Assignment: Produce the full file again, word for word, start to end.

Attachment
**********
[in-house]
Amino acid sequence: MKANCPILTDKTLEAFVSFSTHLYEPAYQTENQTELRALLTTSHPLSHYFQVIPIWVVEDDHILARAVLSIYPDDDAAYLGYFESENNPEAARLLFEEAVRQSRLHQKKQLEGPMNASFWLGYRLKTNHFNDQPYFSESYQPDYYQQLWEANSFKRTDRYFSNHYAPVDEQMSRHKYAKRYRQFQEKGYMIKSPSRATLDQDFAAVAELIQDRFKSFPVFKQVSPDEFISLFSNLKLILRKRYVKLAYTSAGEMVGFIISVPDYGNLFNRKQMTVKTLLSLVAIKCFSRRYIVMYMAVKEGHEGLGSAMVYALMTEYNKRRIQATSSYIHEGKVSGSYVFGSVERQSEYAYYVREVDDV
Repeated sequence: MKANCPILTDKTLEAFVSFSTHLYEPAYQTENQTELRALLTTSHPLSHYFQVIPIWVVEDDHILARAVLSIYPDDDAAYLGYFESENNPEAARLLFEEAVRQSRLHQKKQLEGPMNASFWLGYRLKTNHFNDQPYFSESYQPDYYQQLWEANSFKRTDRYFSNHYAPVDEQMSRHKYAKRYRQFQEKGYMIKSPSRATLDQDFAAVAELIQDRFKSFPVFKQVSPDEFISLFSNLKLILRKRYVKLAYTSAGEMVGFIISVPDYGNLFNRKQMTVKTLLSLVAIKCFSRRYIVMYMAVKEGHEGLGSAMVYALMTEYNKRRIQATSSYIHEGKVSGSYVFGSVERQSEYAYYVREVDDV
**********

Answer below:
[in-house]
Amino acid sequence: MKANCPILTDKTLEAFVSFSTHLYEPAYQTENQTELRALLTTSHPLSHYFQVIPIWVVEDDHILARAVLSIYPDDDAAYLGYFESENNPEAARLLFEEAVRQSRLHQKKQLEGPMNASFWLGYRLKTNHFNDQPYFSESYQPDYYQQLWEANSFKRTDRYFSNHYAPVDEQMSRHKYAKRYRQFQEKGYMIKSPSRATLDQDFAAVAELIQDRFKSFPVFKQVSPDEFISLFSNLKLILRKRYVKLAYTSAGEMVGFIISVPDYGNLFNRKQMTVKTLLSLVAIKCFSRRYIVMYMAVKEGHEGLGSAMVYALMTEYNKRRIQATSSYIHEGKVSGSYVFGSVERQSEYAYYVREVDDV
Repeated sequence: MKANCPILTDKTLEAFVSFSTHLYEPAYQTENQTELRALLTTSHPLSHYFQVIPIWVVEDDHILARAVLSIYPDDDAAYLGYFESENNPEAARLLFEEAVRQSRLHQKKQLEGPMNASFWLGYRLKTNHFNDQPYFSESYQPDYYQQLWEANSFKRTDRYFSNHYAPVDEQMSRHKYAKRYRQFQEKGYMIKSPSRATLDQDFAAVAELIQDRFKSFPVFKQVSPDEFISLFSNLKLILRKRYVKLAYTSAGEMVGFIISVPDYGNLFNRKQMTVKTLLSLVAIKCFSRRYIVMYMAVKEGHEGLGSAMVYALMTEYNKRRIQATSSYIHEGKVSGSYVFGSVERQSEYAYYVREVDDV